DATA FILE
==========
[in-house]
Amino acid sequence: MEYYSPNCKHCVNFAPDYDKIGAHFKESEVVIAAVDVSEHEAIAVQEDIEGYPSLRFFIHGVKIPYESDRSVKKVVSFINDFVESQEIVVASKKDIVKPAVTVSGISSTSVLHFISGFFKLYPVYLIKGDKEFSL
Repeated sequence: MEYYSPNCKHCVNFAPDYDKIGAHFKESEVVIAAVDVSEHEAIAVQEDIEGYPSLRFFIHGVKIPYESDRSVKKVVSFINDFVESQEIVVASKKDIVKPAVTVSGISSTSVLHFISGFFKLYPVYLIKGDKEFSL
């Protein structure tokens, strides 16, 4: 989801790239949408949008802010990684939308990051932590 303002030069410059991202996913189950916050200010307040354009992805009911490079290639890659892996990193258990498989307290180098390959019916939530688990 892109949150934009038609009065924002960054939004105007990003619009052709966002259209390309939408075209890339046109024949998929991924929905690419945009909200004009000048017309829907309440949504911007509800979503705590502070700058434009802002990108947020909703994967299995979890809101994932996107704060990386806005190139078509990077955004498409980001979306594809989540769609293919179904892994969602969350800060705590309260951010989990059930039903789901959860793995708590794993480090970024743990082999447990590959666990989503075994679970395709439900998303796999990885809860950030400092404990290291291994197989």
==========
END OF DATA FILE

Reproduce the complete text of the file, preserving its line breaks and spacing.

[in-house]
Amino acid sequence: MEYYSPNCKHCVNFAPDYDKIGAHFKESEVVIAAVDVSEHEAIAVQEDIEGYPSLRFFIHGVKIPYESDRSVKKVVSFINDFVESQEIVVASKKDIVKPAVTVSGISSTSVLHFISGFFKLYPVYLIKGDKEFSL
Repeated sequence: MEYYSPNCKHCVNFAPDYDKIGAHFKESEVVIAAVDVSEHEAIAVQEDIEGYPSLRFFIHGVKIPYESDRSVKKVVSFINDFVESQEIVVASKKDIVKPAVTVSGISSTSVLHFISGFFKLYPVYLIKGDKEFSL
């Protein structure tokens, strides 16, 4: 989801790239949408949008802010990684939308990051932590 303002030069410059991202996913189950916050200010307040354009992805009911490079290639890659892996990193258990498989307290180098390959019916939530688990 892109949150934009038609009065924002960054939004105007990003619009052709966002259209390309939408075209890339046109024949998929991924929905690419945009909200004009000048017309829907309440949504911007509800979503705590502070700058434009802002990108947020909703994967299995979890809101994932996107704060990386806005190139078509990077955004498409980001979306594809989540769609293919179904892994969602969350800060705590309260951010989990059930039903789901959860793995708590794993480090970024743990082999447990590959666990989503075994679970395709439900998303796999990885809860950030400092404990290291291994197989």